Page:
Written by PETA
Last year, Renningers Farmers & Flea Market in Mount Dora, Florida, banned elephant rides after PETA provided evidence of Liebel Family Circus' long list of USDA violations, its history of animal neglect and abuse, and the unavoidable risks posed by elephant rides. Now we are hoping that Daytona Beach, Florida, will follow suit, thanks to footage taken during Liebel's March visit to the city.
In 2005, Liebel Family Circus entered into a settlement agreement with the U.S. Department of Agriculture (USDA) and was assessed a civil penalty of $2,885 for multiple violations of the federal Animal Welfare Act (AWA), including failure to provide adequate space and veterinary care for animals, failure to have an experienced elephant handler, and failure to provide a safety barrier between the animals and the public. And it's easy to see why from this footage. Talk about a disturbing picture: An individual who was charged with controlling an elephant named Nosey holds a toddler by one hand and in the other holds a bullhook—a sharp, steel-tipped device that workers use to strike, stab, hook, prod, and intimidate elephants in order to make them obey. Not only that, but at one point Nosey was allowed to pick up a bucket while people were on her back. If she'd decided to throw the bucket, someone could have been seriously injured.
In light of this evidence of dangerous misconduct at Liebel's stop in Daytona Beach, PETA has sent the footage to the city's mayor along with a letter asking him to support legislation to prohibit elephant rides in the city.
In the wild, elephants travel in family groups, and female elephants stay with their mothers for their entire lives. Elephants who are trapped in circuses and forced to live in boxcars and endure years of abuse often become depressed and neurotic. Nosey, Liebel's only elephant, has been with the circus for decades and has already attacked at least one of Liebel's employees. In 2004, Nosey injured a worker, and after you read the worker's affidavit to the USDA, you can't really blame the elephant for her outrage. In the report, the worker recounts the frequent use of electric shock devices on the elephant and details an incident in which a trainer "used the bullhook handle, turned off the lights in the performance ring and beat the elephant. He at the time directed others to take part in that by using other objects such as [a] sledge hammer and shovel handles. At that time, the elephant was staked down by all four legs …." The employee also states that Nosey's attack "was not the first time the elephant had reached or struck out at people who worked at the circus."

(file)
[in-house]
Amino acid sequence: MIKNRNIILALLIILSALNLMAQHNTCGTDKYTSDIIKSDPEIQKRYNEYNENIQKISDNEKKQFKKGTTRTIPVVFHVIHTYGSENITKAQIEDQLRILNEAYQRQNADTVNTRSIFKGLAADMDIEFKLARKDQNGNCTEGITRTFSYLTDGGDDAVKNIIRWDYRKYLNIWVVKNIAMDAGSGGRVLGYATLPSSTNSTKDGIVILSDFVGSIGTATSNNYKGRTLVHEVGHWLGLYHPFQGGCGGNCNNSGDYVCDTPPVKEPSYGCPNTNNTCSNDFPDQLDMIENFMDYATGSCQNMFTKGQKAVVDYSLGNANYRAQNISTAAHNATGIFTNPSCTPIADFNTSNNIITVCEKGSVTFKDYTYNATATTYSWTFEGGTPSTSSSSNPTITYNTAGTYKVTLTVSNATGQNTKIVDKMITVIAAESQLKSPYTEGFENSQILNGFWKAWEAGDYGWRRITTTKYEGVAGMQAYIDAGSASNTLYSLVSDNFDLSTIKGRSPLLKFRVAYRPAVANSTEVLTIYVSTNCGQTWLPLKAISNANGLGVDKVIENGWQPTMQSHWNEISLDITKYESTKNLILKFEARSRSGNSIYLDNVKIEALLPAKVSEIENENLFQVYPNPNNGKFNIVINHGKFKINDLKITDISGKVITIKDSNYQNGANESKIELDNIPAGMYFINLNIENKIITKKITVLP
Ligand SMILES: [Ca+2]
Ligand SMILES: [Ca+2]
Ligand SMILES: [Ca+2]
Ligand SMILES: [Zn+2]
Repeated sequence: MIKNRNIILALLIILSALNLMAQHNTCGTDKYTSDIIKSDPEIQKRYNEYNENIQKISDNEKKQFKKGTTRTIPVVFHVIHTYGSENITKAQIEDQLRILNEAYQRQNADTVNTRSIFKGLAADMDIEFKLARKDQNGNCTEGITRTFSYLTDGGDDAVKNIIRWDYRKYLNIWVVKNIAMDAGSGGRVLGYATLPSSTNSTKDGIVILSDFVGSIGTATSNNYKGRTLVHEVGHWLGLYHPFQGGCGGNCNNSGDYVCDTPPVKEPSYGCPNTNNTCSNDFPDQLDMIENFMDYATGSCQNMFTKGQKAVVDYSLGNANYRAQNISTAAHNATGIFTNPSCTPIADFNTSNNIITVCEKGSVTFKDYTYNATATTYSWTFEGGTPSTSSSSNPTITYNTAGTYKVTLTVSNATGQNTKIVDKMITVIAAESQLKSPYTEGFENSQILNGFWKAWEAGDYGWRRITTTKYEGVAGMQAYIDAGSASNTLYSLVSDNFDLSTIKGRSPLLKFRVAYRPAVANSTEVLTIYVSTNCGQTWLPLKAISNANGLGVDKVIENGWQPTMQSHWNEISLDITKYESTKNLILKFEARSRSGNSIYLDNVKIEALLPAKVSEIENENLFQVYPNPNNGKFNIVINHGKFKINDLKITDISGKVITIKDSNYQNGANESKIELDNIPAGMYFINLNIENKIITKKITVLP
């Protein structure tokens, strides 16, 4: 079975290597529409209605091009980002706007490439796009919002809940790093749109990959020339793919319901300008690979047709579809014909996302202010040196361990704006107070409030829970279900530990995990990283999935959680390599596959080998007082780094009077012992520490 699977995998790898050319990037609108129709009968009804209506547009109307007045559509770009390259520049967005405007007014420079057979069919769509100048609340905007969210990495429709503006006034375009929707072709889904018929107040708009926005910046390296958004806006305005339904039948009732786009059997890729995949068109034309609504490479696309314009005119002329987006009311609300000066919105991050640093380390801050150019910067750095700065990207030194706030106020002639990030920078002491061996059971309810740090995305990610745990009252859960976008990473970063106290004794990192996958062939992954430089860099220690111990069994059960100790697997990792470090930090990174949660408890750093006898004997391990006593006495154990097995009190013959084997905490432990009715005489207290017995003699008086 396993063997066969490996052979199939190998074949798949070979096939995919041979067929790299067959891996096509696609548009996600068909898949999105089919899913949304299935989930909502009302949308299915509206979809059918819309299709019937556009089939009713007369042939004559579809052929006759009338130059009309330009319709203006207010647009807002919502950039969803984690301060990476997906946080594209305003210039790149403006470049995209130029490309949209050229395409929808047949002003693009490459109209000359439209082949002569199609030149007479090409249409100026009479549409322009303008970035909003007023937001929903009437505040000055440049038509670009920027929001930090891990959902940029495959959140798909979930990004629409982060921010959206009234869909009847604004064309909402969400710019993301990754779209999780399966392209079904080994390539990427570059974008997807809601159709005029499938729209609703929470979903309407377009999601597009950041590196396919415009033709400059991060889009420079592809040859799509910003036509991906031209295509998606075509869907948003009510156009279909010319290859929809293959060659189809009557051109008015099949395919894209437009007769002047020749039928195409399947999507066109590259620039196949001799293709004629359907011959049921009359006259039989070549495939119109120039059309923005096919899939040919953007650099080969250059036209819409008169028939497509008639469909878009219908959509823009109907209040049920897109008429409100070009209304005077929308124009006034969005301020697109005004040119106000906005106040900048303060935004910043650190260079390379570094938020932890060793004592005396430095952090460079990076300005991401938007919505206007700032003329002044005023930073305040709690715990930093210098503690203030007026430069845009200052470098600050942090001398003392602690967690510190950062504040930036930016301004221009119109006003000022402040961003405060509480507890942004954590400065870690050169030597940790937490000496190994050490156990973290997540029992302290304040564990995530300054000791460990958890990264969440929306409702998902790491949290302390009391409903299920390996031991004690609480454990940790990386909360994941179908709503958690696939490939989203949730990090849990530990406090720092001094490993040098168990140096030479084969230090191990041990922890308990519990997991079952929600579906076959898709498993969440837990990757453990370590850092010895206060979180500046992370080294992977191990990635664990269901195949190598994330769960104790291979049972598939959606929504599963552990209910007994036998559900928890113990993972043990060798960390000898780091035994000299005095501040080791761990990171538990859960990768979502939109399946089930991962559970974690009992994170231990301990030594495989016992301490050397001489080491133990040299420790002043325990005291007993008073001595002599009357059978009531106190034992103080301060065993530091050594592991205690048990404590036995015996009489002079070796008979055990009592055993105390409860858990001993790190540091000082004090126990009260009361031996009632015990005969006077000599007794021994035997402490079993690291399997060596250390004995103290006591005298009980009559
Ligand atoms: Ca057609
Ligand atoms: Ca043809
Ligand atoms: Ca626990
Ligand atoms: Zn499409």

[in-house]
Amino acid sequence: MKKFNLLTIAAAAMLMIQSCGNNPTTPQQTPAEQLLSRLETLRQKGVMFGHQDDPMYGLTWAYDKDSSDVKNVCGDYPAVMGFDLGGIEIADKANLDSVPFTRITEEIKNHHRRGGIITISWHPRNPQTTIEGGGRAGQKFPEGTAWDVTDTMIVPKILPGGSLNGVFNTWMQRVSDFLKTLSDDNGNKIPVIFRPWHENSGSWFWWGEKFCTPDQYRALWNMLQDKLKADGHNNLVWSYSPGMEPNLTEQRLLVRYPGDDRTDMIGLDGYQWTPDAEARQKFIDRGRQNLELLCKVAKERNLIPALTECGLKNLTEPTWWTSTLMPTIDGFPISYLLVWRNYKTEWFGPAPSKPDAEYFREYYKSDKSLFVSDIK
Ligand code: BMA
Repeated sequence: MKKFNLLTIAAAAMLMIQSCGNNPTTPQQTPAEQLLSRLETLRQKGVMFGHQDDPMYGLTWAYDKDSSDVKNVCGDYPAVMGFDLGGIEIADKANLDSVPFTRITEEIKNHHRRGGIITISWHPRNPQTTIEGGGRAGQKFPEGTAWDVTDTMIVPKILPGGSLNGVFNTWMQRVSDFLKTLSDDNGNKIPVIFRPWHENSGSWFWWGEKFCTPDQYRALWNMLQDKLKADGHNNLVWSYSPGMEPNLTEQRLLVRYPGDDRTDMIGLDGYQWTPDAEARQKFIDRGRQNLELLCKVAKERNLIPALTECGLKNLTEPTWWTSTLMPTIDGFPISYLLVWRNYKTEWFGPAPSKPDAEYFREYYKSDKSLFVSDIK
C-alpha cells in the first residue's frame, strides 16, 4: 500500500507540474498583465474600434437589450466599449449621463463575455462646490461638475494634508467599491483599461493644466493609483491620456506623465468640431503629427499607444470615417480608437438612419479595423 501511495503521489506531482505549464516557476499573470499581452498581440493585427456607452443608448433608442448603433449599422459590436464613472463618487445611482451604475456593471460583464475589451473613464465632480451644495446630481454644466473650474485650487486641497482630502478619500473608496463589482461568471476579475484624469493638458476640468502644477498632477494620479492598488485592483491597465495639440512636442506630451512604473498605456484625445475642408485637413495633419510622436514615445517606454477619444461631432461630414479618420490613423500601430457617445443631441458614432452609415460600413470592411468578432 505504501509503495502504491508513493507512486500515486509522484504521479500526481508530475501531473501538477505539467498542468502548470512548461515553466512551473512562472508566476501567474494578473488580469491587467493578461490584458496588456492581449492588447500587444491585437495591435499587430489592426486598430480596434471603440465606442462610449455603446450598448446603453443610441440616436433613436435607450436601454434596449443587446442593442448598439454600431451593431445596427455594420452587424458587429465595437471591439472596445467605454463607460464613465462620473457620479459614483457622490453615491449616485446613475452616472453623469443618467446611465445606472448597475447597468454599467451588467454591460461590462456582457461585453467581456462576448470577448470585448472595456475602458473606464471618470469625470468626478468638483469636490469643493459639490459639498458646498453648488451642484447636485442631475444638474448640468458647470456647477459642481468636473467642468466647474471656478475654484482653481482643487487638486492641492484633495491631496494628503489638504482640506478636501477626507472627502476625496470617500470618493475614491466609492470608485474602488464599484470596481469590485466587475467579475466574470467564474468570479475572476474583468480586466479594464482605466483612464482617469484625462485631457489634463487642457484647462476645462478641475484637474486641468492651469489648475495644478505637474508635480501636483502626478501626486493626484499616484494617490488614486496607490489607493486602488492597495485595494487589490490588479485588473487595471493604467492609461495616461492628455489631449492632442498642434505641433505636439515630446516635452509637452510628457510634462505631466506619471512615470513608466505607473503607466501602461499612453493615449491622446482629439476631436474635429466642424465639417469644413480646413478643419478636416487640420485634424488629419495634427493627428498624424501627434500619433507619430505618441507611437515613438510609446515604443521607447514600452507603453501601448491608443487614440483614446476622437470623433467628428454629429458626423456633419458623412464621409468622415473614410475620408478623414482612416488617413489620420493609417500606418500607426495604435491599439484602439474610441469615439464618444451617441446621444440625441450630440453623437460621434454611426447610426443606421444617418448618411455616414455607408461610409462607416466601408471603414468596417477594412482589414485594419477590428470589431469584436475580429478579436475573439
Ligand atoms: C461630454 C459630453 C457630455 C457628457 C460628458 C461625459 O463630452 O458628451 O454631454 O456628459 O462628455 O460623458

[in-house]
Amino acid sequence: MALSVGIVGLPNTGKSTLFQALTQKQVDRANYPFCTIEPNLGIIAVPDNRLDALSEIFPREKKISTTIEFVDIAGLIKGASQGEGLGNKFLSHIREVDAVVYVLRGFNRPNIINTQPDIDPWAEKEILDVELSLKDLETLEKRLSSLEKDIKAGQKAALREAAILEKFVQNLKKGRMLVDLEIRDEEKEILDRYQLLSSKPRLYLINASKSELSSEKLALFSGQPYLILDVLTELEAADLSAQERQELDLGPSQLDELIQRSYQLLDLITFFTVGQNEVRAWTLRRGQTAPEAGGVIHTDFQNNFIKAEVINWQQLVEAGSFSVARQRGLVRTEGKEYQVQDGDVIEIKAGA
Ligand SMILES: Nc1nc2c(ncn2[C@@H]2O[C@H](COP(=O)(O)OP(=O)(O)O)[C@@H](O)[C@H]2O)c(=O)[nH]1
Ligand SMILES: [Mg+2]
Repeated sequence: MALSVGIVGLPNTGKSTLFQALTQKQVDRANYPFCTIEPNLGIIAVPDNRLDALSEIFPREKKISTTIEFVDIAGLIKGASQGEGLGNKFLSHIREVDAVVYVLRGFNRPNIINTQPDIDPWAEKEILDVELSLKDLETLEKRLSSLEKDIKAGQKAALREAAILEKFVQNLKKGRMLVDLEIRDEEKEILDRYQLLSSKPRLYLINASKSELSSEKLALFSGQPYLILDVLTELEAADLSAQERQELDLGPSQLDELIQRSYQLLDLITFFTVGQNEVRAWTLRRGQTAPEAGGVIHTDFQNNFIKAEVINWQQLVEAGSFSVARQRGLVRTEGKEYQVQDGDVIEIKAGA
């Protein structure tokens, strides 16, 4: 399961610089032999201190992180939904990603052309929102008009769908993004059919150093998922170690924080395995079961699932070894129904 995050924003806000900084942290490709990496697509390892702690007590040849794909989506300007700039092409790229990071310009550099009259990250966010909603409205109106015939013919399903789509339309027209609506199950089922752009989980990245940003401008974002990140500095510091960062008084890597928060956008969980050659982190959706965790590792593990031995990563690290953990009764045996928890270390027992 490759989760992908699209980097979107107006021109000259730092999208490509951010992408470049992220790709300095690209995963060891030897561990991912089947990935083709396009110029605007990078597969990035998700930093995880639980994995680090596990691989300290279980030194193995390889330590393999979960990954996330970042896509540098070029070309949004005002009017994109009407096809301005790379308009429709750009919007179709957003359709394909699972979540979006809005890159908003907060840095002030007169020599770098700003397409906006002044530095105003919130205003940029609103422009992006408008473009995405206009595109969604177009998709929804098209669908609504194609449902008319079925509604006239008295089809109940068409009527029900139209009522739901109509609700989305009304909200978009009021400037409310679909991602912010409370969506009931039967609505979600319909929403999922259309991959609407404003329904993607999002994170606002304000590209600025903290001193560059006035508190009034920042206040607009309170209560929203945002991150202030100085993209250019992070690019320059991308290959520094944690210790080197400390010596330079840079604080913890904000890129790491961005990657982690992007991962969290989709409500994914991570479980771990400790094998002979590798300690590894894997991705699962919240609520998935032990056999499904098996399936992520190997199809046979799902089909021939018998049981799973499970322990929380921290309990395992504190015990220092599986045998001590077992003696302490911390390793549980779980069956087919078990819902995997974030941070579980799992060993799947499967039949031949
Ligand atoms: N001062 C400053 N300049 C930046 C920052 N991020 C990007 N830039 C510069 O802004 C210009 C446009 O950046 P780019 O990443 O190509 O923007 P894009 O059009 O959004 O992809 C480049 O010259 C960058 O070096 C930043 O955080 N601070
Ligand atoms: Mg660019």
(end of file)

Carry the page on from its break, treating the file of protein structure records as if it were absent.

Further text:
Want to help shut down circuses that abuse and neglect animals? Refuse to go and tell your friends and family members to do the same.
Written by Logan Scherer
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Almost all of us grew up eating meat, wearing leather, and going to circuses and zoos. We never considered the impact of these actions on the animals involved. For whatever reason, you are now asking the question: Why should animals have rights? Read more.